Ohio’s first transgender and gender non-conforming health and community center is a cross between a funky '80s apartment and a modern doctor’s office.
There are a few couches gathered around a TV, a kitchen, a small stage and a few exam rooms. Mikayla Robinson, the center's engagement specialist, wears a "Miss Gay Ohio" sash, which matches the brightly colored walls.
“Whatever’s going on within your day, and whatever’s going on within your life, you’ll come in and leave bright, encouraged and inspired,” Robinson says while giving a tour of the space.
The center, called Mozaic, received $1.9 million from the CDC as part of a five-year grant to reduce the spread of HIV among young transgender people of color. It’s the only grantee in Ohio, one of only five in the Midwest, and one of 30 nationally.
“They realize we’re here to help the community and lessen the numbers and help make sure that everybody is having a greater chance at greater health,” Robinson says.
There are other transgender health resources in Ohio, but most of them are part of larger health systems. And, unlike Mozaic, they aren’t open for HIV testing every weekday.
Along with free testing for HIV and for sexually transmitted infections, Mozaic offers safe sex supplies, mentoring and resources for transgender people experiencing homelessness. In Ohio, a third of the transgender population has experienced homelessness at some point, and 28 percent said they avoided staying in a shelter because they feared mistreatment.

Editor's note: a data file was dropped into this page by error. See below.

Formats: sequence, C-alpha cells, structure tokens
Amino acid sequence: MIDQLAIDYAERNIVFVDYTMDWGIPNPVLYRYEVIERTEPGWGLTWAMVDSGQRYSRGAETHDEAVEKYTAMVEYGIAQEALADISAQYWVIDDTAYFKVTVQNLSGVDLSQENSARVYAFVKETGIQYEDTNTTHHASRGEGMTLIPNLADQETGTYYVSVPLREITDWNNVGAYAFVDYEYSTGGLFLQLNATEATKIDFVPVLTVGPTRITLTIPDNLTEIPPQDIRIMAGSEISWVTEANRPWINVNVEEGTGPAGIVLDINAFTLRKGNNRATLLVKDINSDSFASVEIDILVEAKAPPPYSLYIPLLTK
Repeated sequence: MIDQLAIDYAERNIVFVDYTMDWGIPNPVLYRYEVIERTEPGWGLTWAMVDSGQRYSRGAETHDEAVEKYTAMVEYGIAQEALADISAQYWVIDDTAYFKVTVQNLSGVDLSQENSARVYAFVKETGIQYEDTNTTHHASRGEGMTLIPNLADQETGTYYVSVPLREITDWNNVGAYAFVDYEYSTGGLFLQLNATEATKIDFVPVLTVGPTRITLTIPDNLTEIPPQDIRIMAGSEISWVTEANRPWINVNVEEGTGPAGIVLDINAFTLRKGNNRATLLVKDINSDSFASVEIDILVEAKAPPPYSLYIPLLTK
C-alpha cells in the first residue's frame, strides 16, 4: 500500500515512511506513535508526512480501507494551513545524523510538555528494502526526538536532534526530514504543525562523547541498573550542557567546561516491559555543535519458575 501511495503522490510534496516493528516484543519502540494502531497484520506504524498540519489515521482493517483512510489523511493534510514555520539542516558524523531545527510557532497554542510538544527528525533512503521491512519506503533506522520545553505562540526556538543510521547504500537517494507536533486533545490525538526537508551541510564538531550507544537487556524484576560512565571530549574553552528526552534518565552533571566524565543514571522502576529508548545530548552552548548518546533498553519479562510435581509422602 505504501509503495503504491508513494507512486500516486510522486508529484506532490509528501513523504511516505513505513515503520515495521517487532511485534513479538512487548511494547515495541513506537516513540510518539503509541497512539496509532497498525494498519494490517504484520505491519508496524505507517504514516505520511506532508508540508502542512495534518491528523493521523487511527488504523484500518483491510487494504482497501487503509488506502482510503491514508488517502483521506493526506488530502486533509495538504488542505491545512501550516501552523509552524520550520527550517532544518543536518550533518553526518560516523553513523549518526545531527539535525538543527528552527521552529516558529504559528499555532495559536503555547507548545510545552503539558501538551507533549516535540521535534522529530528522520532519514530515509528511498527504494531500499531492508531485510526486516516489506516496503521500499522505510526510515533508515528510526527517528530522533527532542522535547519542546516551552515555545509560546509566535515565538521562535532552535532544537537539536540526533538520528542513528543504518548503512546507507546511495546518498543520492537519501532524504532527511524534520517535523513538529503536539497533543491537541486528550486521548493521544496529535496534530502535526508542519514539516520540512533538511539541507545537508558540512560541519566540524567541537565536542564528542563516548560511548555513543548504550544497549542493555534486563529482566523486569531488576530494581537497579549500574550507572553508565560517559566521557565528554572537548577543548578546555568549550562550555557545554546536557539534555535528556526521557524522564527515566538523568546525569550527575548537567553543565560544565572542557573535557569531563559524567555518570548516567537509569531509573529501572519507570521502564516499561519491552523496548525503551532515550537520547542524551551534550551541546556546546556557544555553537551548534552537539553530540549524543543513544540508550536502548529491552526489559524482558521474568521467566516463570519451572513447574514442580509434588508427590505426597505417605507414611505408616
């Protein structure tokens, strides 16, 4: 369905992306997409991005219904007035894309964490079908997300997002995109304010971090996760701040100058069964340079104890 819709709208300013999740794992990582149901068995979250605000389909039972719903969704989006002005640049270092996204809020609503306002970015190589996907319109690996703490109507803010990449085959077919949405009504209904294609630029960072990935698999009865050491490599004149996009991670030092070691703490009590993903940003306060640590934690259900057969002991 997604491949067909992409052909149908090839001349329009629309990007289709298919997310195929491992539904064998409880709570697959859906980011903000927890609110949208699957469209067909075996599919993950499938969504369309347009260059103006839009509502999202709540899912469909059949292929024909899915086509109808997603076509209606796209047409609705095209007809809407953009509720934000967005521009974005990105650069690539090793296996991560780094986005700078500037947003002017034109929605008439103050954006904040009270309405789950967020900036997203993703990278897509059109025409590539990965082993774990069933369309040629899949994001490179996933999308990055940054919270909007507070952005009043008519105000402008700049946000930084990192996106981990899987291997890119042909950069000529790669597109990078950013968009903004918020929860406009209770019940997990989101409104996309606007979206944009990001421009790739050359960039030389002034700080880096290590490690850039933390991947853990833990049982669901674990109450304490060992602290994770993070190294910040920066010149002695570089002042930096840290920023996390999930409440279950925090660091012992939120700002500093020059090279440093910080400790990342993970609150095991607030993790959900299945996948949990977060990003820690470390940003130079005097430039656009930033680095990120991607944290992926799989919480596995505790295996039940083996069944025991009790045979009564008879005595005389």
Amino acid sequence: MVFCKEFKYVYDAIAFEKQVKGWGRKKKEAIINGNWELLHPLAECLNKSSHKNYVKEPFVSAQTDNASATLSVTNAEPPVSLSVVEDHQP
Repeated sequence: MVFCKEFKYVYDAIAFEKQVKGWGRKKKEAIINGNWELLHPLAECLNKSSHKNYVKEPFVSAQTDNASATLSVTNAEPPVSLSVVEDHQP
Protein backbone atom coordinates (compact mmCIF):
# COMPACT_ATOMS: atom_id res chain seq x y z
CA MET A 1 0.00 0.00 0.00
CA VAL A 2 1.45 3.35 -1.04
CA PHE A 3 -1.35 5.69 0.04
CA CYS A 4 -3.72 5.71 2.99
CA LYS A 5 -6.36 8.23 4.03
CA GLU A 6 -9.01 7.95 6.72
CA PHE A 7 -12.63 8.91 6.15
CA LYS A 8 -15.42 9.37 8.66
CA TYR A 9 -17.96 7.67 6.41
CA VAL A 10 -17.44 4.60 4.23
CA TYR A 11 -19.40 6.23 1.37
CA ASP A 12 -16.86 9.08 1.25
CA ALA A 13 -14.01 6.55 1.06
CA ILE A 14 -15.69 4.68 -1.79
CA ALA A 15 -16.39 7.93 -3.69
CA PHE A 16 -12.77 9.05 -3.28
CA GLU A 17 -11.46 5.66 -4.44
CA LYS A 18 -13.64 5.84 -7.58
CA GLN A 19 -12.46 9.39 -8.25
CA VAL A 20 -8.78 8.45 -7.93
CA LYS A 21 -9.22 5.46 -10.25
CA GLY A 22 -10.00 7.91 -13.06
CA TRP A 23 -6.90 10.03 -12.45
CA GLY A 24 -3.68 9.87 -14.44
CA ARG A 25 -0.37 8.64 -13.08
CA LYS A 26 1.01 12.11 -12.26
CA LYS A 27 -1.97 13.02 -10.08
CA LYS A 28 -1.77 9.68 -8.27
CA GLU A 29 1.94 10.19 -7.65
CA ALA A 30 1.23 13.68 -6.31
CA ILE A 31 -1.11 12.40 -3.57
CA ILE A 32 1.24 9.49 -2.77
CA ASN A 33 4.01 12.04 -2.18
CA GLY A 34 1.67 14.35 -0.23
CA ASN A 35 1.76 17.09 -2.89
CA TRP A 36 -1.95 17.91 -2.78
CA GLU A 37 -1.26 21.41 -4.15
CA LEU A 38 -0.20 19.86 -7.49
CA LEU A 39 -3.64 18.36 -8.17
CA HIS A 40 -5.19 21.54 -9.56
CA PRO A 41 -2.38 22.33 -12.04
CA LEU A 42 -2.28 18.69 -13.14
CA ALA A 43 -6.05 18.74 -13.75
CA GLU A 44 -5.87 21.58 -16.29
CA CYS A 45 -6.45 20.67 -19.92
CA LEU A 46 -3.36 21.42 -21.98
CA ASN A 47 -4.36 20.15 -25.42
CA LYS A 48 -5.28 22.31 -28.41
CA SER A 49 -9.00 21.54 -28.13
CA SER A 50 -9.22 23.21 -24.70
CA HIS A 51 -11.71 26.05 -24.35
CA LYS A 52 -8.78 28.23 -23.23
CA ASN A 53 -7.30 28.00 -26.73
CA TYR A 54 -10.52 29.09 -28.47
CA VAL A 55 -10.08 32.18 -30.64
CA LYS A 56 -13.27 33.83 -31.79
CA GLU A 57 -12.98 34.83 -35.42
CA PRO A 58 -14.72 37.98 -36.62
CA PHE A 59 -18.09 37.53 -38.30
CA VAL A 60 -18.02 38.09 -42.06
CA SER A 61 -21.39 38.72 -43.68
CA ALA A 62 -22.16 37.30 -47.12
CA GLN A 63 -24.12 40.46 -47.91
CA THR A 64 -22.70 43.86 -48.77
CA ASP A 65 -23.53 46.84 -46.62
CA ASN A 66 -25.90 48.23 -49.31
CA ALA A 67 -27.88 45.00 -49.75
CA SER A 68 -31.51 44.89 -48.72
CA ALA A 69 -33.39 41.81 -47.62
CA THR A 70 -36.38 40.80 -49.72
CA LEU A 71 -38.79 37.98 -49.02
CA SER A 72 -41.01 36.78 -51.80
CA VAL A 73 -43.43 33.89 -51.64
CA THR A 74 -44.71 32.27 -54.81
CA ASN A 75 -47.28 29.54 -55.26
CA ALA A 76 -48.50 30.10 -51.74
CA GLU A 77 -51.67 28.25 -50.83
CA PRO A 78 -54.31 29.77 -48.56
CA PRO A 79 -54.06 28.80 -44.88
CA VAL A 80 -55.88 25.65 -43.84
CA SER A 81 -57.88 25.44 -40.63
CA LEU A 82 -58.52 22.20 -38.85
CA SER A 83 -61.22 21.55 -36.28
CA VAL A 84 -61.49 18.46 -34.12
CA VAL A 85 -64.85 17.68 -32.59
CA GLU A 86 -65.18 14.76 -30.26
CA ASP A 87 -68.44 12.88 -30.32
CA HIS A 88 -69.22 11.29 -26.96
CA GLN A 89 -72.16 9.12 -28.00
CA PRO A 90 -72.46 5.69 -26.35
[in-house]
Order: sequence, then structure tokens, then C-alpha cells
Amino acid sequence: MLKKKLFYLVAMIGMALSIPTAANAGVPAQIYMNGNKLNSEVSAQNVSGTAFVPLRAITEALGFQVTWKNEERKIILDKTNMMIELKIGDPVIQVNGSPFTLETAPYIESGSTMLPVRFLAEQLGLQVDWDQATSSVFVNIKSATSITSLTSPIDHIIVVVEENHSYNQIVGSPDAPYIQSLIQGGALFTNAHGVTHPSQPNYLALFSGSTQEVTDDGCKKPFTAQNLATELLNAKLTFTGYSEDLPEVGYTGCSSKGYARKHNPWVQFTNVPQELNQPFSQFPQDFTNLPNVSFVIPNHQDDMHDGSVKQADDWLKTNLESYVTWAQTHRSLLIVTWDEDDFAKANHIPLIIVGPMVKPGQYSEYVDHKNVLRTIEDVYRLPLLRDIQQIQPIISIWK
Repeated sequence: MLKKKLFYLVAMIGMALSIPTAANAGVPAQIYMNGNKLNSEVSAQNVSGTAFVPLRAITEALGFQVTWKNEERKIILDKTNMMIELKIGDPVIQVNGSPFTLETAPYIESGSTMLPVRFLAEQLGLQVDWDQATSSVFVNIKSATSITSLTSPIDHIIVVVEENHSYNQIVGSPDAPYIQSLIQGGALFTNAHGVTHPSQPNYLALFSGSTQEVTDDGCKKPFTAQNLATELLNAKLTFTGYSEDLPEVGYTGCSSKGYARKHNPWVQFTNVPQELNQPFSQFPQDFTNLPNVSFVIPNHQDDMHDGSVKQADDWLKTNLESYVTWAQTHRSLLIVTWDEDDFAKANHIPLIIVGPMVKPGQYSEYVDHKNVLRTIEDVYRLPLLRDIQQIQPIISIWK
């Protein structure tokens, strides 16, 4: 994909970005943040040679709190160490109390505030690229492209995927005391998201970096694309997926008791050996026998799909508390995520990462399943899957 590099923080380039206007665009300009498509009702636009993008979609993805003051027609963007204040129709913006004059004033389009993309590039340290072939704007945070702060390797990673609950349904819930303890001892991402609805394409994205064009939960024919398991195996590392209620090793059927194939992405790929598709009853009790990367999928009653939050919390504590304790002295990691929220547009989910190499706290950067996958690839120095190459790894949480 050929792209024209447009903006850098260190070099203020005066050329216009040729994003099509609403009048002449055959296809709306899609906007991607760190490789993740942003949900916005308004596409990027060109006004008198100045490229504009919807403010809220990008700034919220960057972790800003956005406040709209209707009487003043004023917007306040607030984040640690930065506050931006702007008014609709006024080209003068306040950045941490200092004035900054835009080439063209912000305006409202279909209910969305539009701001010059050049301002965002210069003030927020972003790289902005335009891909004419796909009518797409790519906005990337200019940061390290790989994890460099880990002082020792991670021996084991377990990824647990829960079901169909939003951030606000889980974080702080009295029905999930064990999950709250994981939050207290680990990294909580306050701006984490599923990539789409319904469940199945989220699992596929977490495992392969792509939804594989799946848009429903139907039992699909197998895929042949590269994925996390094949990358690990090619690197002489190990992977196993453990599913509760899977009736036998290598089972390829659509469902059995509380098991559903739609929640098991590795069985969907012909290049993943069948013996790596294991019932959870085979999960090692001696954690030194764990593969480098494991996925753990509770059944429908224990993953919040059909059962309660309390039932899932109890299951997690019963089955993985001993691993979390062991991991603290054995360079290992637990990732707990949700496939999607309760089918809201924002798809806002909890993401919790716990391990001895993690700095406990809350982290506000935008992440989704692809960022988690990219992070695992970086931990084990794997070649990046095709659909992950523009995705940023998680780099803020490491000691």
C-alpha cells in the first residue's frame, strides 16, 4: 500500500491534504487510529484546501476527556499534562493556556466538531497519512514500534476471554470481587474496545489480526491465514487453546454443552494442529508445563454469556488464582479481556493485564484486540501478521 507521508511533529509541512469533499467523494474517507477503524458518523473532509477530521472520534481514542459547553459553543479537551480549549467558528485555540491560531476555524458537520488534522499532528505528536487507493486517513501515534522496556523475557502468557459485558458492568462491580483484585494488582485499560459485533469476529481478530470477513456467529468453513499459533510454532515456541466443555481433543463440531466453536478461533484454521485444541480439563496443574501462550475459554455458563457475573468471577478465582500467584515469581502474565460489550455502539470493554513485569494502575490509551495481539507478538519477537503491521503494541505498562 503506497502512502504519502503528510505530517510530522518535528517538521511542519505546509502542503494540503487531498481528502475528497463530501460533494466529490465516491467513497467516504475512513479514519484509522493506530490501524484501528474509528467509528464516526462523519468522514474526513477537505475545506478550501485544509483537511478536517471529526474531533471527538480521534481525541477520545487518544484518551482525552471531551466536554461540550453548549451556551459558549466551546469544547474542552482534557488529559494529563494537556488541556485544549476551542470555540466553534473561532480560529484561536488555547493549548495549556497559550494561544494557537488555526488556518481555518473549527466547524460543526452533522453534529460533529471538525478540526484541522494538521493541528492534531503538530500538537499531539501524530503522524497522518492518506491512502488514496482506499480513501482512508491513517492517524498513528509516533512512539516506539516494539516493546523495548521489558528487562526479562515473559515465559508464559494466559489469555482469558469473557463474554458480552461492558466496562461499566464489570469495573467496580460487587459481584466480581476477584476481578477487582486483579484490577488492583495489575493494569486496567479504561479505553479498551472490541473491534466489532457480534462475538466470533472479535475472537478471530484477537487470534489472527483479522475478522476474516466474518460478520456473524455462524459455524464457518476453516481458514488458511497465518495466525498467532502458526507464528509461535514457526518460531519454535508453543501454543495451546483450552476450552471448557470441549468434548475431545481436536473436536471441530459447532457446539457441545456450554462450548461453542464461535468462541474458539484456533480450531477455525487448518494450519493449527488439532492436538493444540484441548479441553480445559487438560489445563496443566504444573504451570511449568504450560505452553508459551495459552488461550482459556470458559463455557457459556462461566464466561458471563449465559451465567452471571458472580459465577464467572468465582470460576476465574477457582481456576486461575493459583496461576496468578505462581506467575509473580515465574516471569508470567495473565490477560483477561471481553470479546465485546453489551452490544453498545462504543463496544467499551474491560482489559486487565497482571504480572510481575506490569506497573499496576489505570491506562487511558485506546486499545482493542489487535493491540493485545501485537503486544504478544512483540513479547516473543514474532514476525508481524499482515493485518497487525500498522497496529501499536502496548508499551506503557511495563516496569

“Really, the reason that this program exists is because of the health disparities that exist within the trans community, nationwide,” says Cory Frederick, Mozaic’s program director.
According to one survey, about a third of transgender people in Ohio reported they didn’t get health care when they needed it because they couldn’t afford it. A third also reported having a bad experience when they did decide to seek care.
“As transgender, gender non-conforming, gender non-binary people, there aren’t … I can’t think of any places actually where you can just open the door and know that you’re not going to have to explain yourself to the people who are inside,” Frederick says.
Transgender and gender non-binary people often report being called by the incorrect names or pronouns in health care settings. Sometimes there isn’t an option to correctly document their preferred gender identity in medical paperwork, which means there isn’t much data on health challenges facing their community.
Mozaic looks to change that over the course of their five-year grant by keeping better track of how people identify.
“It’s a historic moment right here,” says head of outreach Luster Singleton. “I don’t know if Columbus understands. I don’t know if the community really understands how historical this is, especially in this political climate."
Singleton has been involved in Columbus’ LGBTQ community for decades. He says he’s emotional each morning when he opens Mozaic’s doors, because the space neighbors a bar where he first met another transgender person in the 1990s.
“There were so many folks that would fall underneath the transgender umbrella that found safety in that bar,” Singleton says. “So, I just am like, wow, this is … I feel like we should have a plaque or something out here, mayor!”
Singleton hopes that Mozaic may become a new safe haven for transgender and non binary people in Columbus.